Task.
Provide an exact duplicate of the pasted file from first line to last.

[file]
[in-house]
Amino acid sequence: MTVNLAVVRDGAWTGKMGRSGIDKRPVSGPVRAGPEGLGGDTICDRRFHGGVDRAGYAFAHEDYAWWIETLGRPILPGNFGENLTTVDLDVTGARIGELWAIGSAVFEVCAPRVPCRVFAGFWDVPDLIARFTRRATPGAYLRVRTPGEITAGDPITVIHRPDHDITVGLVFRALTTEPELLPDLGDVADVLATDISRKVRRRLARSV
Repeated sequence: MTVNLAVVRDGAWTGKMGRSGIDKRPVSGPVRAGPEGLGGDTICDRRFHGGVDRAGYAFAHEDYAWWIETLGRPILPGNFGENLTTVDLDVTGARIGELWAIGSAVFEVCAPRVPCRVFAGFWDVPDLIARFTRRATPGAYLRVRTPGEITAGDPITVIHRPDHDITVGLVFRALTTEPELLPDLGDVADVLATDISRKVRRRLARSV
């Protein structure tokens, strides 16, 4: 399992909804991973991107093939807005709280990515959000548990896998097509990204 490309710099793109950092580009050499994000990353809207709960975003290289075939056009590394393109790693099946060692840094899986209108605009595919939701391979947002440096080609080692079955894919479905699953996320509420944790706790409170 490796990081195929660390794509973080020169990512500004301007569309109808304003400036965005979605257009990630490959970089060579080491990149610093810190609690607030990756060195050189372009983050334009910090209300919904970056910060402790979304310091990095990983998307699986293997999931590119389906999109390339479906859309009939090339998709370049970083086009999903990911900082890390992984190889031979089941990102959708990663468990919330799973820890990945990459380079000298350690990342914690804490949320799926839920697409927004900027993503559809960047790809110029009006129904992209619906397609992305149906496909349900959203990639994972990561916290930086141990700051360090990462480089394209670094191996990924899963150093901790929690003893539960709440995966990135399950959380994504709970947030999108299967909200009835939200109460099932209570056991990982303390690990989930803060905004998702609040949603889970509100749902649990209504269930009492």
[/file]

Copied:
[in-house]
Amino acid sequence: MTVNLAVVRDGAWTGKMGRSGIDKRPVSGPVRAGPEGLGGDTICDRRFHGGVDRAGYAFAHEDYAWWIETLGRPILPGNFGENLTTVDLDVTGARIGELWAIGSAVFEVCAPRVPCRVFAGFWDVPDLIARFTRRATPGAYLRVRTPGEITAGDPITVIHRPDHDITVGLVFRALTTEPELLPDLGDVADVLATDISRKVRRRLARSV
Repeated sequence: MTVNLAVVRDGAWTGKMGRSGIDKRPVSGPVRAGPEGLGGDTICDRRFHGGVDRAGYAFAHEDYAWWIETLGRPILPGNFGENLTTVDLDVTGARIGELWAIGSAVFEVCAPRVPCRVFAGFWDVPDLIARFTRRATPGAYLRVRTPGEITAGDPITVIHRPDHDITVGLVFRALTTEPELLPDLGDVADVLATDISRKVRRRLARSV
């Protein structure tokens, strides 16, 4: 399992909804991973991107093939807005709280990515959000548990896998097509990204 490309710099793109950092580009050499994000990353809207709960975003290289075939056009590394393109790693099946060692840094899986209108605009595919939701391979947002440096080609080692079955894919479905699953996320509420944790706790409170 490796990081195929660390794509973080020169990512500004301007569309109808304003400036965005979605257009990630490959970089060579080491990149610093810190609690607030990756060195050189372009983050334009910090209300919904970056910060402790979304310091990095990983998307699986293997999931590119389906999109390339479906859309009939090339998709370049970083086009999903990911900082890390992984190889031979089941990102959708990663468990919330799973820890990945990459380079000298350690990342914690804490949320799926839920697409927004900027993503559809960047790809110029009006129904992209619906397609992305149906496909349900959203990639994972990561916290930086141990700051360090990462480089394209670094191996990924899963150093901790929690003893539960709440995966990135399950959380994504709970947030999108299967909200009835939200109460099932209570056991990982303390690990989930803060905004998702609040949603889970509100749902649990209504269930009492």